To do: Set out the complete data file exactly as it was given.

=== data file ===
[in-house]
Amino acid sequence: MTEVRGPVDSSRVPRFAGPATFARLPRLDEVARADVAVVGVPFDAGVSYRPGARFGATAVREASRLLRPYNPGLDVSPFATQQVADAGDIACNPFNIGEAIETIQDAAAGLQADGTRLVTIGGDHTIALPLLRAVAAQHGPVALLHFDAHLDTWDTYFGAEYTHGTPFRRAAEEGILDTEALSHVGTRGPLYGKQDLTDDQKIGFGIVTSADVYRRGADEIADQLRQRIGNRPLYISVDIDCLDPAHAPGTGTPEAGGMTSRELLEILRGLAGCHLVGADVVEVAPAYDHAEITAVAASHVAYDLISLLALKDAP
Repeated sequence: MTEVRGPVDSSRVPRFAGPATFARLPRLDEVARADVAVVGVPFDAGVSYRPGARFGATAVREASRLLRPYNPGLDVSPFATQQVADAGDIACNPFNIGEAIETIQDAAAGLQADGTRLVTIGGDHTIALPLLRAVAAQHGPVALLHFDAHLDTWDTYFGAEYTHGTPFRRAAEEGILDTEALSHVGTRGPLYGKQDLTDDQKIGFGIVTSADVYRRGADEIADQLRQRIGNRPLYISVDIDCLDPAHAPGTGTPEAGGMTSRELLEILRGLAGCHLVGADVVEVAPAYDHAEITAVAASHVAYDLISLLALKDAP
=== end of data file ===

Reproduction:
[in-house]
Amino acid sequence: MTEVRGPVDSSRVPRFAGPATFARLPRLDEVARADVAVVGVPFDAGVSYRPGARFGATAVREASRLLRPYNPGLDVSPFATQQVADAGDIACNPFNIGEAIETIQDAAAGLQADGTRLVTIGGDHTIALPLLRAVAAQHGPVALLHFDAHLDTWDTYFGAEYTHGTPFRRAAEEGILDTEALSHVGTRGPLYGKQDLTDDQKIGFGIVTSADVYRRGADEIADQLRQRIGNRPLYISVDIDCLDPAHAPGTGTPEAGGMTSRELLEILRGLAGCHLVGADVVEVAPAYDHAEITAVAASHVAYDLISLLALKDAP
Repeated sequence: MTEVRGPVDSSRVPRFAGPATFARLPRLDEVARADVAVVGVPFDAGVSYRPGARFGATAVREASRLLRPYNPGLDVSPFATQQVADAGDIACNPFNIGEAIETIQDAAAGLQADGTRLVTIGGDHTIALPLLRAVAAQHGPVALLHFDAHLDTWDTYFGAEYTHGTPFRRAAEEGILDTEALSHVGTRGPLYGKQDLTDDQKIGFGIVTSADVYRRGADEIADQLRQRIGNRPLYISVDIDCLDPAHAPGTGTPEAGGMTSRELLEILRGLAGCHLVGADVVEVAPAYDHAEITAVAASHVAYDLISLLALKDAP